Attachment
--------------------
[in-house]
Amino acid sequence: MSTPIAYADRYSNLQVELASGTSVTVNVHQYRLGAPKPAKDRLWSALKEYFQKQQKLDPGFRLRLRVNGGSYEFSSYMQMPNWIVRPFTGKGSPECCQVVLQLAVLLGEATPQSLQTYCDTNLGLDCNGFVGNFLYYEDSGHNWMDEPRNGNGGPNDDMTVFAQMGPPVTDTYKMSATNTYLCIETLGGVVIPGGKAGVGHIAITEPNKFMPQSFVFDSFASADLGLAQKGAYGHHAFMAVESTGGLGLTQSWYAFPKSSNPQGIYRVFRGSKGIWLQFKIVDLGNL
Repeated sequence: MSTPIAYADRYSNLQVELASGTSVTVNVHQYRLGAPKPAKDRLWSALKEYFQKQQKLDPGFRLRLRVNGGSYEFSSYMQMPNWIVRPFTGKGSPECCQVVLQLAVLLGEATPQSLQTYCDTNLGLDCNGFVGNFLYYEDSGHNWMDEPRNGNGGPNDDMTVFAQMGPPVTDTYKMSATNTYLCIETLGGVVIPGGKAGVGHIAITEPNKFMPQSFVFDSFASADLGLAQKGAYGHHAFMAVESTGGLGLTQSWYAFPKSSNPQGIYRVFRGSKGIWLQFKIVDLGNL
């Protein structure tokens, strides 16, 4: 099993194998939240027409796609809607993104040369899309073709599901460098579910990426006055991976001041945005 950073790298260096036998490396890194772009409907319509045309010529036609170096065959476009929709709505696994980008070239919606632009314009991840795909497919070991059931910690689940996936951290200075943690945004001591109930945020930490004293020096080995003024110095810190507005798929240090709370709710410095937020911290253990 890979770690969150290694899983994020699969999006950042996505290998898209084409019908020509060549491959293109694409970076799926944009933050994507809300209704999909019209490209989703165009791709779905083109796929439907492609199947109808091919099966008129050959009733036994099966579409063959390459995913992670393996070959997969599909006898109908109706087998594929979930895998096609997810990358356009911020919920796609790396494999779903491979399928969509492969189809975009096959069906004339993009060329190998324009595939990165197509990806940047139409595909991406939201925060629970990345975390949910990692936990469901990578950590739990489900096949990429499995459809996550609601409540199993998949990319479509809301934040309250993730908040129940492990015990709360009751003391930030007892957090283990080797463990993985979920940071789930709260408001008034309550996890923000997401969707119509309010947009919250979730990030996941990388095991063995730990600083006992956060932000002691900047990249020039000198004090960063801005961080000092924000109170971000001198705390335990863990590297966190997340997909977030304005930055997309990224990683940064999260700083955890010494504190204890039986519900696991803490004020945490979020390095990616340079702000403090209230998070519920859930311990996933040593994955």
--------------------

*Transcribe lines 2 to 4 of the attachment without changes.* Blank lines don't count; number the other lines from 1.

Amino acid sequence: MSTPIAYADRYSNLQVELASGTSVTVNVHQYRLGAPKPAKDRLWSALKEYFQKQQKLDPGFRLRLRVNGGSYEFSSYMQMPNWIVRPFTGKGSPECCQVVLQLAVLLGEATPQSLQTYCDTNLGLDCNGFVGNFLYYEDSGHNWMDEPRNGNGGPNDDMTVFAQMGPPVTDTYKMSATNTYLCIETLGGVVIPGGKAGVGHIAITEPNKFMPQSFVFDSFASADLGLAQKGAYGHHAFMAVESTGGLGLTQSWYAFPKSSNPQGIYRVFRGSKGIWLQFKIVDLGNL
Repeated sequence: MSTPIAYADRYSNLQVELASGTSVTVNVHQYRLGAPKPAKDRLWSALKEYFQKQQKLDPGFRLRLRVNGGSYEFSSYMQMPNWIVRPFTGKGSPECCQVVLQLAVLLGEATPQSLQTYCDTNLGLDCNGFVGNFLYYEDSGHNWMDEPRNGNGGPNDDMTVFAQMGPPVTDTYKMSATNTYLCIETLGGVVIPGGKAGVGHIAITEPNKFMPQSFVFDSFASADLGLAQKGAYGHHAFMAVESTGGLGLTQSWYAFPKSSNPQGIYRVFRGSKGIWLQFKIVDLGNL
């Protein structure tokens, strides 16, 4: 099993194998939240027409796609809607993104040369899309073709599901460098579910990426006055991976001041945005 950073790298260096036998490396890194772009409907319509045309010529036609170096065959476009929709709505696994980008070239919606632009314009991840795909497919070991059931910690689940996936951290200075943690945004001591109930945020930490004293020096080995003024110095810190507005798929240090709370709710410095937020911290253990 890979770690969150290694899983994020699969999006950042996505290998898209084409019908020509060549491959293109694409970076799926944009933050994507809300209704999909019209490209989703165009791709779905083109796929439907492609199947109808091919099966008129050959009733036994099966579409063959390459995913992670393996070959997969599909006898109908109706087998594929979930895998096609997810990358356009911020919920796609790396494999779903491979399928969509492969189809975009096959069906004339993009060329190998324009595939990165197509990806940047139409595909991406939201925060629970990345975390949910990692936990469901990578950590739990489900096949990429499995459809996550609601409540199993998949990319479509809301934040309250993730908040129940492990015990709360009751003391930030007892957090283990080797463990993985979920940071789930709260408001008034309550996890923000997401969707119509309010947009919250979730990030996941990388095991063995730990600083006992956060932000002691900047990249020039000198004090960063801005961080000092924000109170971000001198705390335990863990590297966190997340997909977030304005930055997309990224990683940064999260700083955890010494504190204890039986519900696991803490004020945490979020390095990616340079702000403090209230998070519920859930311990996933040593994955």